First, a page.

Perhaps Rand relies on these different types of developments merely as symbolism; since few people meet her standards of individualism, they must escape to sparsely-populated areas of the country to achieve independence from government. Rand herself lived in a New York apartment in Murray Hill, a far cry from Galt’s Gulch. She lived in New York for 30 years, indicating she probably wasn’t a city-hater. She expressed admiration for the New York skyline, and Howard Roark, the protagonist of The Fountainhead (which I’ve not read), is an architect. He says, “I would give the greatest sunset in the world for one sight of New York’s skyline. Particularly when one can’t see the details. Just the shapes. The shapes and the thought that made them. The sky over New York and the will of man made visible.” Clearly Rand appreciated the type of architecture and large-scale infrastructure projects made possible by urbanization at the same time her protagonists seek to drop out of cities.

While it’s difficult to say what stance Rand herself took on urbanism, we do know that Frank Lloyd Wright is rumored to have been the inspiration for Howard RoarkWright’s views on cities are very clear. He thought that living “communally” such as in apartment buildings was anti-individualist and that densely built cities were anti-democratic. A follow-up post will explore Wright’s urban theories as they relate to individual liberty.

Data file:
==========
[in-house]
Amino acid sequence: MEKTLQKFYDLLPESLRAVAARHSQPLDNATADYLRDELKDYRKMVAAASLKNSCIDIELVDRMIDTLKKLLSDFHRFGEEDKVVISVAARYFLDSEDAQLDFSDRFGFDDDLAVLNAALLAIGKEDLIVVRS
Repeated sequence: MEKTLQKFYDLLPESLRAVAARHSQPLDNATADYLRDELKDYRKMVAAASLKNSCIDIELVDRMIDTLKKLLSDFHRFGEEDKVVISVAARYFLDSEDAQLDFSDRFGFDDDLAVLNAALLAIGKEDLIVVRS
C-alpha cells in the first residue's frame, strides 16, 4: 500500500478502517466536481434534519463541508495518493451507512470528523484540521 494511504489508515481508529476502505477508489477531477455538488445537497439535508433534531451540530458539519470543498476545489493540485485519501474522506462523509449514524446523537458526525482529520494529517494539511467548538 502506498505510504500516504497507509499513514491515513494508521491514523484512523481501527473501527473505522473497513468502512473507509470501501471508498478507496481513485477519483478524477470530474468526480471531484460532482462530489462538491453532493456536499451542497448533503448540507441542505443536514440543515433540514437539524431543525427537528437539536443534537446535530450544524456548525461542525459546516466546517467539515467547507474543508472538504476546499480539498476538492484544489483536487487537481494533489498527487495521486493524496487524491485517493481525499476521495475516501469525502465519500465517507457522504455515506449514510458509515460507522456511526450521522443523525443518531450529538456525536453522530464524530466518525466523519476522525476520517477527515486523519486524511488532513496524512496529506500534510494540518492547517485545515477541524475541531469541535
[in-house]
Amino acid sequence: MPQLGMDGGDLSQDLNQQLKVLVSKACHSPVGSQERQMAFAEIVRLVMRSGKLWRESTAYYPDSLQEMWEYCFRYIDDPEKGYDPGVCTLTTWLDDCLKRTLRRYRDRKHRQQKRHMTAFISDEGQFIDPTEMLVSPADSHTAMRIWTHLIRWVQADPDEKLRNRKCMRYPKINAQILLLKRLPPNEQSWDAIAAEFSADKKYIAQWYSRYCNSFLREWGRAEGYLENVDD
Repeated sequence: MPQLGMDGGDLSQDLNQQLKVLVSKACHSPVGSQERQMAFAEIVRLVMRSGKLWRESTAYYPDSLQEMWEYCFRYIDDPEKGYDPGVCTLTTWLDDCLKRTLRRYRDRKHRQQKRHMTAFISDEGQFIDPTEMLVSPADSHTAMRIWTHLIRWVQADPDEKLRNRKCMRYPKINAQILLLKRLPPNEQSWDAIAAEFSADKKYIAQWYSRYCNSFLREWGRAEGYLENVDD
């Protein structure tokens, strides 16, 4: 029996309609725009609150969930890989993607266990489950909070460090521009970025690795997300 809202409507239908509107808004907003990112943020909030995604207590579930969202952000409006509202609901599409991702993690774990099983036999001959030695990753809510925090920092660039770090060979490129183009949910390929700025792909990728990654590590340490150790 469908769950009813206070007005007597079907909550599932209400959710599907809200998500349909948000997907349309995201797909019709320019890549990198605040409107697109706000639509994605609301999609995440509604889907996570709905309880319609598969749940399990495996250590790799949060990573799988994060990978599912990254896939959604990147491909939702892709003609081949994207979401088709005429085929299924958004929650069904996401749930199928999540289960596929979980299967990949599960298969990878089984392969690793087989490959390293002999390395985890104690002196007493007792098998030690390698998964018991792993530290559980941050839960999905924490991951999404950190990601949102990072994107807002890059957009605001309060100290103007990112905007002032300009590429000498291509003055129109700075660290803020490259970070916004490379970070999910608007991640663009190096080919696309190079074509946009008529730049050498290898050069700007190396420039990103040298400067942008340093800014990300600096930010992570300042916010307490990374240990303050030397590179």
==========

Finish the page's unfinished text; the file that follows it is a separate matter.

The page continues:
• Brian

    1. Ouray, CO has a long, built up main street with multi-story buildings and no setbacks. Tourists find it enchanting; Americans thirst, as usual, for pre-sprawl development. Ouray has little sprawl and the density of development outside the main street is higher than a typical suburb.

    2. A large majority of the action Rand’s novels takes place in New York City and St. Petersburg, large and famous world urban centers. Rand gushes over the architecture, culture, and origins of cities.

    3. At one point in the Fountainhead, Howard Roark builds a development out of a series of cabins in the woods, each invisible from all the others and it’s a big success. I bet Rand wouldn’t have liked it, though.